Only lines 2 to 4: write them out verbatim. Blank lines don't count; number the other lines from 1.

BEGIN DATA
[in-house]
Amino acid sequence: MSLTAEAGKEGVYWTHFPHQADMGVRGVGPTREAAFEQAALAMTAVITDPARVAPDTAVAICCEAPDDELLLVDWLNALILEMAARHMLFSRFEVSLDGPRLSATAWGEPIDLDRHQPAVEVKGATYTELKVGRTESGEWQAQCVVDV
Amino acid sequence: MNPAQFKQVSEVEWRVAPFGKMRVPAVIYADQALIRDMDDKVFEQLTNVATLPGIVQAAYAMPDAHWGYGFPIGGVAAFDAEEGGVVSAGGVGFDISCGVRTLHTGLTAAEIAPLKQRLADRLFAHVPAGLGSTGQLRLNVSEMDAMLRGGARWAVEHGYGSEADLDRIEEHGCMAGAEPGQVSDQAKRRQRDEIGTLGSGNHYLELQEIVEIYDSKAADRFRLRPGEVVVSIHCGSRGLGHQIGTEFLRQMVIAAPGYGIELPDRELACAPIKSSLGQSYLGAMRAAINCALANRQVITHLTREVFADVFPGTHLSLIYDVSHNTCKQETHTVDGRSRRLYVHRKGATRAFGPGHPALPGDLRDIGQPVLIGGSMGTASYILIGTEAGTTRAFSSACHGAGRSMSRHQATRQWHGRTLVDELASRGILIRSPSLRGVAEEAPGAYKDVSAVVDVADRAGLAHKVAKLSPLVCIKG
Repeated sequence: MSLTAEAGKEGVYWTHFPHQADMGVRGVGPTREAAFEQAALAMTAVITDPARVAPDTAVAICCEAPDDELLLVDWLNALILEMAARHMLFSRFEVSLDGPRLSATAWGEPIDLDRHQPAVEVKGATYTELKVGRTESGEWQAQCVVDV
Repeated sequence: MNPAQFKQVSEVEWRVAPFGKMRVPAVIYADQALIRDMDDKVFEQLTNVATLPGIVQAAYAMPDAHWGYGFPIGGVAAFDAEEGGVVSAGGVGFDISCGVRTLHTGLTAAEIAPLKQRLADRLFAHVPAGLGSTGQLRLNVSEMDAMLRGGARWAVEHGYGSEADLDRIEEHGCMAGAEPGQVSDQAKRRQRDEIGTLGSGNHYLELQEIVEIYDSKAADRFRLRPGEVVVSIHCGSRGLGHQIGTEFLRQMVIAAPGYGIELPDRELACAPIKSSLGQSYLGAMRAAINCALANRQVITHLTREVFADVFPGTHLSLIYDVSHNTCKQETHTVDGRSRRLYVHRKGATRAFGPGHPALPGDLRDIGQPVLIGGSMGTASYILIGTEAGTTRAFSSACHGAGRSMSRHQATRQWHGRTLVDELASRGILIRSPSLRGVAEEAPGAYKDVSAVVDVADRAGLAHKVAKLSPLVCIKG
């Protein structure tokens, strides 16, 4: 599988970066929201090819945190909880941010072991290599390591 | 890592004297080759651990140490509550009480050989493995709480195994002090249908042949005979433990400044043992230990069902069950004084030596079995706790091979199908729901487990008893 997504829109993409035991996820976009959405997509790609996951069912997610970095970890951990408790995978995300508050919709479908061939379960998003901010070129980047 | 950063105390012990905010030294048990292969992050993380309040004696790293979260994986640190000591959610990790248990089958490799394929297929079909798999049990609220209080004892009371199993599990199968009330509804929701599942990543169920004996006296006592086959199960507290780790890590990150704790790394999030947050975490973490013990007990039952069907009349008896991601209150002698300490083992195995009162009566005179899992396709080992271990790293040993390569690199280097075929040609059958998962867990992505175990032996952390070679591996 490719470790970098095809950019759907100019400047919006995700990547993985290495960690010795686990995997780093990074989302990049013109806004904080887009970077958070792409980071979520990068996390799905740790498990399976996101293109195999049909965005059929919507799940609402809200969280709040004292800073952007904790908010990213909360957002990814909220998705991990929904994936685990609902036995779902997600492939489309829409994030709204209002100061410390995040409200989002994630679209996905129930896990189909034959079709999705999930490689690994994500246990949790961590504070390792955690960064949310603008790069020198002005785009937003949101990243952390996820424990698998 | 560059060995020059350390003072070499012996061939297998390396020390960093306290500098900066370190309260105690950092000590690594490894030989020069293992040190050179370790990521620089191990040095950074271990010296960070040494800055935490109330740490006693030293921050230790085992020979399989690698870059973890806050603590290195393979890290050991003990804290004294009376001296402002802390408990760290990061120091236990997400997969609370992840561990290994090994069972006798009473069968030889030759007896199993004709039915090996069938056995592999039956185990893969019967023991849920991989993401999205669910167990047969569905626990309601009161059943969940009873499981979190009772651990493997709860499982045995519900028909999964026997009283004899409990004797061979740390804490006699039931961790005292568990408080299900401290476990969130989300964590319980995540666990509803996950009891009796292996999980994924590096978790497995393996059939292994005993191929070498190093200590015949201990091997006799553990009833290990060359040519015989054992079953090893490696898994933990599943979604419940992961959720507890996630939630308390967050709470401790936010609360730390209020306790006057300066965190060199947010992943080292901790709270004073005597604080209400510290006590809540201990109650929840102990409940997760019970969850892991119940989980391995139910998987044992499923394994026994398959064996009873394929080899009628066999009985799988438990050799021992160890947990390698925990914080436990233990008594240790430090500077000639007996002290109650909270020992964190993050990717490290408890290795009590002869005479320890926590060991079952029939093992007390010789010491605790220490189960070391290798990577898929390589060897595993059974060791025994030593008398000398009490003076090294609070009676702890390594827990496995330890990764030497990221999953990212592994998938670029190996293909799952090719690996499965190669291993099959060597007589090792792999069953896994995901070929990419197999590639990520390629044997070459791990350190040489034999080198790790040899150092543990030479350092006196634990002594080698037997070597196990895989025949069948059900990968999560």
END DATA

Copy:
Amino acid sequence: MSLTAEAGKEGVYWTHFPHQADMGVRGVGPTREAAFEQAALAMTAVITDPARVAPDTAVAICCEAPDDELLLVDWLNALILEMAARHMLFSRFEVSLDGPRLSATAWGEPIDLDRHQPAVEVKGATYTELKVGRTESGEWQAQCVVDV
Amino acid sequence: MNPAQFKQVSEVEWRVAPFGKMRVPAVIYADQALIRDMDDKVFEQLTNVATLPGIVQAAYAMPDAHWGYGFPIGGVAAFDAEEGGVVSAGGVGFDISCGVRTLHTGLTAAEIAPLKQRLADRLFAHVPAGLGSTGQLRLNVSEMDAMLRGGARWAVEHGYGSEADLDRIEEHGCMAGAEPGQVSDQAKRRQRDEIGTLGSGNHYLELQEIVEIYDSKAADRFRLRPGEVVVSIHCGSRGLGHQIGTEFLRQMVIAAPGYGIELPDRELACAPIKSSLGQSYLGAMRAAINCALANRQVITHLTREVFADVFPGTHLSLIYDVSHNTCKQETHTVDGRSRRLYVHRKGATRAFGPGHPALPGDLRDIGQPVLIGGSMGTASYILIGTEAGTTRAFSSACHGAGRSMSRHQATRQWHGRTLVDELASRGILIRSPSLRGVAEEAPGAYKDVSAVVDVADRAGLAHKVAKLSPLVCIKG
Repeated sequence: MSLTAEAGKEGVYWTHFPHQADMGVRGVGPTREAAFEQAALAMTAVITDPARVAPDTAVAICCEAPDDELLLVDWLNALILEMAARHMLFSRFEVSLDGPRLSATAWGEPIDLDRHQPAVEVKGATYTELKVGRTESGEWQAQCVVDV